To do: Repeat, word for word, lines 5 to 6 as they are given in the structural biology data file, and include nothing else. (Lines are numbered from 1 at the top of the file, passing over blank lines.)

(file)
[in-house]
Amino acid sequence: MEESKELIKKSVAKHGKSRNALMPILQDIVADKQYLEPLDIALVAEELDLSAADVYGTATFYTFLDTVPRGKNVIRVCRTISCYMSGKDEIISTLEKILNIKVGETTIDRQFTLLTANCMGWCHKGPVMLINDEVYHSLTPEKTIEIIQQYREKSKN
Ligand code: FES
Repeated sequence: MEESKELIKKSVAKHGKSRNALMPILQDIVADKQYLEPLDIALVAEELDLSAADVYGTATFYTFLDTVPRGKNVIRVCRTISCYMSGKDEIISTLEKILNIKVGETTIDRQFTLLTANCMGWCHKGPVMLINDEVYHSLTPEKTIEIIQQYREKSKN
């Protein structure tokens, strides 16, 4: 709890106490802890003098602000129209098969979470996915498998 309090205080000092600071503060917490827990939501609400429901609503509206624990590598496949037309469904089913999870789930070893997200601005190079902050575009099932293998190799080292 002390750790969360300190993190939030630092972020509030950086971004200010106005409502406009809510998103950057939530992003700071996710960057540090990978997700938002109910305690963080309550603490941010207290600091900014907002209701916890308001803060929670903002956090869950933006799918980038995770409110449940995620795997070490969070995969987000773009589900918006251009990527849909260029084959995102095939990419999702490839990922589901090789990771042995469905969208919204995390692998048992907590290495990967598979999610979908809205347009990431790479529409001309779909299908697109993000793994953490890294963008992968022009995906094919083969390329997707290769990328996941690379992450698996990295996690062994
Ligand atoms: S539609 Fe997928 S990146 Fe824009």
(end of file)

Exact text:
């Protein structure tokens, strides 16, 4: 709890106490802890003098602000129209098969979470996915498998 309090205080000092600071503060917490827990939501609400429901609503509206624990590598496949037309469904089913999870789930070893997200601005190079902050575009099932293998190799080292 002390750790969360300190993190939030630092972020509030950086971004200010106005409502406009809510998103950057939530992003700071996710960057540090990978997700938002109910305690963080309550603490941010207290600091900014907002209701916890308001803060929670903002956090869950933006799918980038995770409110449940995620795997070490969070995969987000773009589900918006251009990527849909260029084959995102095939990419999702490839990922589901090789990771042995469905969208919204995390692998048992907590290495990967598979999610979908809205347009990431790479529409001309779909299908697109993000793994953490890294963008992968022009995906094919083969390329997707290769990328996941690379992450698996990295996690062994
Ligand atoms: S539609 Fe997928 S990146 Fe824009």